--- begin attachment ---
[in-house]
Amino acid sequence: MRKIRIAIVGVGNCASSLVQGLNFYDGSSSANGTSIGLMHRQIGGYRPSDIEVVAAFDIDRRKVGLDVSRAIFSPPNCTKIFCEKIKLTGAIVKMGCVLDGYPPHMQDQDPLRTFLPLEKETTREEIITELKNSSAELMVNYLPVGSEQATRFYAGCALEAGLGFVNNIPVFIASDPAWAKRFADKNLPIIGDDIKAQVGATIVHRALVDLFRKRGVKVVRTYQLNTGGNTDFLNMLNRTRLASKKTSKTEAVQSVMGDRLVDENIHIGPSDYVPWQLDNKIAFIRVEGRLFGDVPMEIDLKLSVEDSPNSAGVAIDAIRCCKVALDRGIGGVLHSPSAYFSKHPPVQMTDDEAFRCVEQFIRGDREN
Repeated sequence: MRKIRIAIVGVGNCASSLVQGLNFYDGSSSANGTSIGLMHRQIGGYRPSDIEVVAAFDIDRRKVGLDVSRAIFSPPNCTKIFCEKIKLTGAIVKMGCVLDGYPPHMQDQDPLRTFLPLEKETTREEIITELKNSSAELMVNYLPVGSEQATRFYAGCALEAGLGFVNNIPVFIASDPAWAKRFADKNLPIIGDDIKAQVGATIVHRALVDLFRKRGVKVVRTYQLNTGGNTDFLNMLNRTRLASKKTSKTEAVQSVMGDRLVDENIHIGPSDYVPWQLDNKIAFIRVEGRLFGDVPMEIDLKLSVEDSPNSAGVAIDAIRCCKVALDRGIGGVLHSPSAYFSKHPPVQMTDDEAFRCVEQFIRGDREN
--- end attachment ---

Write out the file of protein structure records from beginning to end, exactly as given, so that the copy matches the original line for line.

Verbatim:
[in-house]
Amino acid sequence: MRKIRIAIVGVGNCASSLVQGLNFYDGSSSANGTSIGLMHRQIGGYRPSDIEVVAAFDIDRRKVGLDVSRAIFSPPNCTKIFCEKIKLTGAIVKMGCVLDGYPPHMQDQDPLRTFLPLEKETTREEIITELKNSSAELMVNYLPVGSEQATRFYAGCALEAGLGFVNNIPVFIASDPAWAKRFADKNLPIIGDDIKAQVGATIVHRALVDLFRKRGVKVVRTYQLNTGGNTDFLNMLNRTRLASKKTSKTEAVQSVMGDRLVDENIHIGPSDYVPWQLDNKIAFIRVEGRLFGDVPMEIDLKLSVEDSPNSAGVAIDAIRCCKVALDRGIGGVLHSPSAYFSKHPPVQMTDDEAFRCVEQFIRGDREN
Repeated sequence: MRKIRIAIVGVGNCASSLVQGLNFYDGSSSANGTSIGLMHRQIGGYRPSDIEVVAAFDIDRRKVGLDVSRAIFSPPNCTKIFCEKIKLTGAIVKMGCVLDGYPPHMQDQDPLRTFLPLEKETTREEIITELKNSSAELMVNYLPVGSEQATRFYAGCALEAGLGFVNNIPVFIASDPAWAKRFADKNLPIIGDDIKAQVGATIVHRALVDLFRKRGVKVVRTYQLNTGGNTDFLNMLNRTRLASKKTSKTEAVQSVMGDRLVDENIHIGPSDYVPWQLDNKIAFIRVEGRLFGDVPMEIDLKLSVEDSPNSAGVAIDAIRCCKVALDRGIGGVLHSPSAYFSKHPPVQMTDDEAFRCVEQFIRGDREN